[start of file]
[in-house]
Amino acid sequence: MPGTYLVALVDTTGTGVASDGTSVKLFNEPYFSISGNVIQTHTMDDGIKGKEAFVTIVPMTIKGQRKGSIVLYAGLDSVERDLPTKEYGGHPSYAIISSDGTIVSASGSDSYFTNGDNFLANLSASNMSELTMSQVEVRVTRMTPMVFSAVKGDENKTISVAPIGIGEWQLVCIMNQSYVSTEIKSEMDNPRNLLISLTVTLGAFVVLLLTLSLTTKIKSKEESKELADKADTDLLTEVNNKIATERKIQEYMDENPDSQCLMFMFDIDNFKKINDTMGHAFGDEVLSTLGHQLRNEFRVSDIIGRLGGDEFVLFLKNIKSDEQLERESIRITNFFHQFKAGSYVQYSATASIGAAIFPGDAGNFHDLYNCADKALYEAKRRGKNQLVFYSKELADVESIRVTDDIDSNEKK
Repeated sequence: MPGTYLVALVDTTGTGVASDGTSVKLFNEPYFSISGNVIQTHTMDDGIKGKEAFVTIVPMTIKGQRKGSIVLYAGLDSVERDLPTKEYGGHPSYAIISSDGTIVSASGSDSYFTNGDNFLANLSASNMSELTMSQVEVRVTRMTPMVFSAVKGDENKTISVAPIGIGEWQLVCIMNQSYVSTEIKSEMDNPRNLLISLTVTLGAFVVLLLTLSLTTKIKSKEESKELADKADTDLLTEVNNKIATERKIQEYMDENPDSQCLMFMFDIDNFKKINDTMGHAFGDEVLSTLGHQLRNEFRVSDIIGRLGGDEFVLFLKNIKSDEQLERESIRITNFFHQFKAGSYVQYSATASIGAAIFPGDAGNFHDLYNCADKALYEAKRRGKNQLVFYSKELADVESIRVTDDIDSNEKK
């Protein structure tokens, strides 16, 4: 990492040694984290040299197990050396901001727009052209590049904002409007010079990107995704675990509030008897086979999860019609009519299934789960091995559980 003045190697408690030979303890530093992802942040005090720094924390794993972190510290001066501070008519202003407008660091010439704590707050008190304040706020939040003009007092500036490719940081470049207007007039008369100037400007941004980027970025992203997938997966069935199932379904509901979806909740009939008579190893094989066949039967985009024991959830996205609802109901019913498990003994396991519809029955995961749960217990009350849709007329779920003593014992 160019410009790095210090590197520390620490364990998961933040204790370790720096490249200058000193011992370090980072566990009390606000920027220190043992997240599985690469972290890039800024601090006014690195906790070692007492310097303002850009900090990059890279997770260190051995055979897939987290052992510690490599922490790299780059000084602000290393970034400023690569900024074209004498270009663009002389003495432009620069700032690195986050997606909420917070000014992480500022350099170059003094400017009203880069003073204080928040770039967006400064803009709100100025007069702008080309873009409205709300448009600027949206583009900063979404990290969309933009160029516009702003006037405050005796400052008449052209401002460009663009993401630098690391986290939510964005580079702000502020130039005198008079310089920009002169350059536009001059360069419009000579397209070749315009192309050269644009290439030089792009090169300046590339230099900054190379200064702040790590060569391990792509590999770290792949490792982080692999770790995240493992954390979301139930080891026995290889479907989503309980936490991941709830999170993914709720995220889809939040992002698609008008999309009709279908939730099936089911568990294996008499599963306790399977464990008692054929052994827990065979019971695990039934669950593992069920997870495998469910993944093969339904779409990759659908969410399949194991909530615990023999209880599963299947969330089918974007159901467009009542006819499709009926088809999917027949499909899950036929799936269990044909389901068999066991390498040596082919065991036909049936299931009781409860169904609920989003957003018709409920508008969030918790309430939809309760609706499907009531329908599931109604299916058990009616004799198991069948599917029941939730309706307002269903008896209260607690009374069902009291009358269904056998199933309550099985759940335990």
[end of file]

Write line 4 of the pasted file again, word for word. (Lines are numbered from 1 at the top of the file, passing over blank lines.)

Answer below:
């Protein structure tokens, strides 16, 4: 990492040694984290040299197990050396901001727009052209590049904002409007010079990107995704675990509030008897086979999860019609009519299934789960091995559980 003045190697408690030979303890530093992802942040005090720094924390794993972190510290001066501070008519202003407008660091010439704590707050008190304040706020939040003009007092500036490719940081470049207007007039008369100037400007941004980027970025992203997938997966069935199932379904509901979806909740009939008579190893094989066949039967985009024991959830996205609802109901019913498990003994396991519809029955995961749960217990009350849709007329779920003593014992 160019410009790095210090590197520390620490364990998961933040204790370790720096490249200058000193011992370090980072566990009390606000920027220190043992997240599985690469972290890039800024601090006014690195906790070692007492310097303002850009900090990059890279997770260190051995055979897939987290052992510690490599922490790299780059000084602000290393970034400023690569900024074209004498270009663009002389003495432009620069700032690195986050997606909420917070000014992480500022350099170059003094400017009203880069003073204080928040770039967006400064803009709100100025007069702008080309873009409205709300448009600027949206583009900063979404990290969309933009160029516009702003006037405050005796400052008449052209401002460009663009993401630098690391986290939510964005580079702000502020130039005198008079310089920009002169350059536009001059360069419009000579397209070749315009192309050269644009290439030089792009090169300046590339230099900054190379200064702040790590060569391990792509590999770290792949490792982080692999770790995240493992954390979301139930080891026995290889479907989503309980936490991941709830999170993914709720995220889809939040992002698609008008999309009709279908939730099936089911568990294996008499599963306790399977464990008692054929052994827990065979019971695990039934669950593992069920997870495998469910993944093969339904779409990759659908969410399949194991909530615990023999209880599963299947969330089918974007159901467009009542006819499709009926088809999917027949499909899950036929799936269990044909389901068999066991390498040596082919065991036909049936299931009781409860169904609920989003957003018709409920508008969030918790309430939809309760609706499907009531329908599931109604299916058990009616004799198991069948599917029941939730309706307002269903008896209260607690009374069902009291009358269904056998199933309550099985759940335990």